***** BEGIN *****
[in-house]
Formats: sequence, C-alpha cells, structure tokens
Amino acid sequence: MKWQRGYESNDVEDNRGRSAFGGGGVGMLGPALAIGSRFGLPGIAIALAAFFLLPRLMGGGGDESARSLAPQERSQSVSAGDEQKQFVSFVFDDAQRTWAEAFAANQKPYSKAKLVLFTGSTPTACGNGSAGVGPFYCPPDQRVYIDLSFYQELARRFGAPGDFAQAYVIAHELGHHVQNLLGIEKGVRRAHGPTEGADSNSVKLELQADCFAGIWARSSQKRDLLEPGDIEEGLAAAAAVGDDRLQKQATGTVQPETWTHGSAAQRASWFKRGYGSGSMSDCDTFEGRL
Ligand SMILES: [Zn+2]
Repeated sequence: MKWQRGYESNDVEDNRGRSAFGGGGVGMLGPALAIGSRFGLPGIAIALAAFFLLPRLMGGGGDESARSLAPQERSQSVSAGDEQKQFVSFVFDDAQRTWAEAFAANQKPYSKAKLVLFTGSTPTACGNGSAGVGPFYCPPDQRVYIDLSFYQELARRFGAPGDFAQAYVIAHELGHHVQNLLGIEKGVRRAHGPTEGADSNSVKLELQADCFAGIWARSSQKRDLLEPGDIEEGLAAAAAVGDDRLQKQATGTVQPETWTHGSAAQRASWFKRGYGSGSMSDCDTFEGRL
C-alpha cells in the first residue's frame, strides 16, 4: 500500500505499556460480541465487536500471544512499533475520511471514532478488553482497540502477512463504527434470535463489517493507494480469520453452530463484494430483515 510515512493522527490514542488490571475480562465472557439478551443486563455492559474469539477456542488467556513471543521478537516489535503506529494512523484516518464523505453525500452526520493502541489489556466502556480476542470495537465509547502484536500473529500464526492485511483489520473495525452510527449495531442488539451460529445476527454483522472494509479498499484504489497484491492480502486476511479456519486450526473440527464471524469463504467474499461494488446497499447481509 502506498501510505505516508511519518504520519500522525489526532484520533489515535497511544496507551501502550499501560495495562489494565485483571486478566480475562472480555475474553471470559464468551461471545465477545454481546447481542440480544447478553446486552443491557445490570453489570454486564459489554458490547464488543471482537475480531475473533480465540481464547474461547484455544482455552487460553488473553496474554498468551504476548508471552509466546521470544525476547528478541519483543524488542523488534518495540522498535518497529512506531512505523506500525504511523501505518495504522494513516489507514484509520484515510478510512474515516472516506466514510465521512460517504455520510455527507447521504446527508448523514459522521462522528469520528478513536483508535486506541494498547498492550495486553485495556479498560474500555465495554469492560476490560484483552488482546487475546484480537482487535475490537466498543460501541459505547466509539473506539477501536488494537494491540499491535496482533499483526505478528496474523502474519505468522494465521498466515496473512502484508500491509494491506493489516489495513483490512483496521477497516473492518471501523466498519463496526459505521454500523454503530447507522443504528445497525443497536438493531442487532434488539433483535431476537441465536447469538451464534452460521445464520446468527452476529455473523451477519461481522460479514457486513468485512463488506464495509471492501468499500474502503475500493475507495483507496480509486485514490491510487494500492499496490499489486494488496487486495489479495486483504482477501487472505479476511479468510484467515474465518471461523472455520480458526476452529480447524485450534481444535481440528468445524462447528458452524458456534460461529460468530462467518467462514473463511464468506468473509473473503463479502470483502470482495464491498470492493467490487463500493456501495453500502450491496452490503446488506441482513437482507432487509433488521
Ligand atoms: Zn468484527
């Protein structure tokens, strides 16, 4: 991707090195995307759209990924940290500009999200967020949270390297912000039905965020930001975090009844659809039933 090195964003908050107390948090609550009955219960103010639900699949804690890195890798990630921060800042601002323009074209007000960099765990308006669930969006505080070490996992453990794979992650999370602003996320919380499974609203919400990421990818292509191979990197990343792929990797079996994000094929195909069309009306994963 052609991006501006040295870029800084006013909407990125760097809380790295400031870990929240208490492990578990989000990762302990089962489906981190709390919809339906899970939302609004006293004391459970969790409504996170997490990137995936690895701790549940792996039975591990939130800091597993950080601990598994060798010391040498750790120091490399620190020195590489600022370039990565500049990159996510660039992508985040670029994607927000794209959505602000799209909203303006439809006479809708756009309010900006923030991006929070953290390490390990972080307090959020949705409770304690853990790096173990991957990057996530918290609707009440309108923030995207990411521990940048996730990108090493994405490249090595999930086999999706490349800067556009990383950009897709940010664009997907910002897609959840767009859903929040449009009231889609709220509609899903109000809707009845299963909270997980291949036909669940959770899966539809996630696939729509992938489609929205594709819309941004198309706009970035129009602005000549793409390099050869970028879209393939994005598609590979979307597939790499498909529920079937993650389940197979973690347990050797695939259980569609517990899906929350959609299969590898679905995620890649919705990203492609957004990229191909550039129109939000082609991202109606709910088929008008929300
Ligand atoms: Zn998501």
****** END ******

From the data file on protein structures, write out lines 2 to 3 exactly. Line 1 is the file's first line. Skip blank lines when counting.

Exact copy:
Formats: sequence, C-alpha cells, structure tokens
Amino acid sequence: MKWQRGYESNDVEDNRGRSAFGGGGVGMLGPALAIGSRFGLPGIAIALAAFFLLPRLMGGGGDESARSLAPQERSQSVSAGDEQKQFVSFVFDDAQRTWAEAFAANQKPYSKAKLVLFTGSTPTACGNGSAGVGPFYCPPDQRVYIDLSFYQELARRFGAPGDFAQAYVIAHELGHHVQNLLGIEKGVRRAHGPTEGADSNSVKLELQADCFAGIWARSSQKRDLLEPGDIEEGLAAAAAVGDDRLQKQATGTVQPETWTHGSAAQRASWFKRGYGSGSMSDCDTFEGRL